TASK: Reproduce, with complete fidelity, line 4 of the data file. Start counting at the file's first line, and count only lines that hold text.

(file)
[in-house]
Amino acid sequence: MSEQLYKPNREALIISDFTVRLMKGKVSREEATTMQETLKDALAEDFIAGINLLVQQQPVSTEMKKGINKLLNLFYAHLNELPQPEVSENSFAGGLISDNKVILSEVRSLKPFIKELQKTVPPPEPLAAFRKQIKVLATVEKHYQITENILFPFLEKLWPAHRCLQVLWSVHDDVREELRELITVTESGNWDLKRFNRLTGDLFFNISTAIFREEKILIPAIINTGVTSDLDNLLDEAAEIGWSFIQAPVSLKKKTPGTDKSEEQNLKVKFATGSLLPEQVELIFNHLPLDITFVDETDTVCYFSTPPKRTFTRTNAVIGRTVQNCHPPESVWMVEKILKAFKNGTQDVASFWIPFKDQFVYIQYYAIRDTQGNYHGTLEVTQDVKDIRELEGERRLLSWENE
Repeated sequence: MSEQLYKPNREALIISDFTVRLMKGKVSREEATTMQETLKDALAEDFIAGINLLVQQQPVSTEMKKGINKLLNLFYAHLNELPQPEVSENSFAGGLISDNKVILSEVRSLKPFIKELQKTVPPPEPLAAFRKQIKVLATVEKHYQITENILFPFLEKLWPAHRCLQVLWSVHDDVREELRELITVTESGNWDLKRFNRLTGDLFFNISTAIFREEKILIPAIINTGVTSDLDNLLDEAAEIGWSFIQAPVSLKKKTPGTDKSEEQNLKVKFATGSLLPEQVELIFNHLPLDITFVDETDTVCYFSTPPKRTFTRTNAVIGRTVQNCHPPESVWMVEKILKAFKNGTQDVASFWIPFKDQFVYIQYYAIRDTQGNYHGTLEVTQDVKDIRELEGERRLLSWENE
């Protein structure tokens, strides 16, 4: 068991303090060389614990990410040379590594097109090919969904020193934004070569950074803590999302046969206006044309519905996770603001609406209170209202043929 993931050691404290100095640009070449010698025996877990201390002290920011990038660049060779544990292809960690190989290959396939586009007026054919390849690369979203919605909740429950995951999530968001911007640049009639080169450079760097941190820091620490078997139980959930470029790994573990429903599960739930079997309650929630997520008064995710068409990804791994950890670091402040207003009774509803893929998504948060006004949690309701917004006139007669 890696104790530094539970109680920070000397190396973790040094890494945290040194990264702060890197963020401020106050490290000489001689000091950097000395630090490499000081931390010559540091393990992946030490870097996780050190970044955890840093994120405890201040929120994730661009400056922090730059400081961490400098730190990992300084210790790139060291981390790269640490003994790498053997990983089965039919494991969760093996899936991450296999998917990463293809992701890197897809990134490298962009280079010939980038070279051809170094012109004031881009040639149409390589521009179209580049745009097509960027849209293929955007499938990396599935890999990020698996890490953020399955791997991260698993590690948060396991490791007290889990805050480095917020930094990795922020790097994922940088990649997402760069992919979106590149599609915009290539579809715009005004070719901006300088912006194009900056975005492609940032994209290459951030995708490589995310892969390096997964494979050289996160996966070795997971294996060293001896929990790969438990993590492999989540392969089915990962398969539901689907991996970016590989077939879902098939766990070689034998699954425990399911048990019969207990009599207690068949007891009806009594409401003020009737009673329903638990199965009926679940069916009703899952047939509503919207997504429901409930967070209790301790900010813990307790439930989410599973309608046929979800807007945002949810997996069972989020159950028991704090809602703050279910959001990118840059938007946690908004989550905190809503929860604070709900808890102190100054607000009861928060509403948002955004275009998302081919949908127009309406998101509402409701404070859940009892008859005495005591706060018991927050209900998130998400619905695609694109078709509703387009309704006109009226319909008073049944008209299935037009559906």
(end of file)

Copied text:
């Protein structure tokens, strides 16, 4: 068991303090060389614990990410040379590594097109090919969904020193934004070569950074803590999302046969206006044309519905996770603001609406209170209202043929 993931050691404290100095640009070449010698025996877990201390002290920011990038660049060779544990292809960690190989290959396939586009007026054919390849690369979203919605909740429950995951999530968001911007640049009639080169450079760097941190820091620490078997139980959930470029790994573990429903599960739930079997309650929630997520008064995710068409990804791994950890670091402040207003009774509803893929998504948060006004949690309701917004006139007669 890696104790530094539970109680920070000397190396973790040094890494945290040194990264702060890197963020401020106050490290000489001689000091950097000395630090490499000081931390010559540091393990992946030490870097996780050190970044955890840093994120405890201040929120994730661009400056922090730059400081961490400098730190990992300084210790790139060291981390790269640490003994790498053997990983089965039919494991969760093996899936991450296999998917990463293809992701890197897809990134490298962009280079010939980038070279051809170094012109004031881009040639149409390589521009179209580049745009097509960027849209293929955007499938990396599935890999990020698996890490953020399955791997991260698993590690948060396991490791007290889990805050480095917020930094990795922020790097994922940088990649997402760069992919979106590149599609915009290539579809715009005004070719901006300088912006194009900056975005492609940032994209290459951030995708490589995310892969390096997964494979050289996160996966070795997971294996060293001896929990790969438990993590492999989540392969089915990962398969539901689907991996970016590989077939879902098939766990070689034998699954425990399911048990019969207990009599207690068949007891009806009594409401003020009737009673329903638990199965009926679940069916009703899952047939509503919207997504429901409930967070209790301790900010813990307790439930989410599973309608046929979800807007945002949810997996069972989020159950028991704090809602703050279910959001990118840059938007946690908004989550905190809503929860604070709900808890102190100054607000009861928060509403948002955004275009998302081919949908127009309406998101509402409701404070859940009892008859005495005591706060018991927050209900998130998400619905695609694109078709509703387009309704006109009226319909008073049944008209299935037009559906």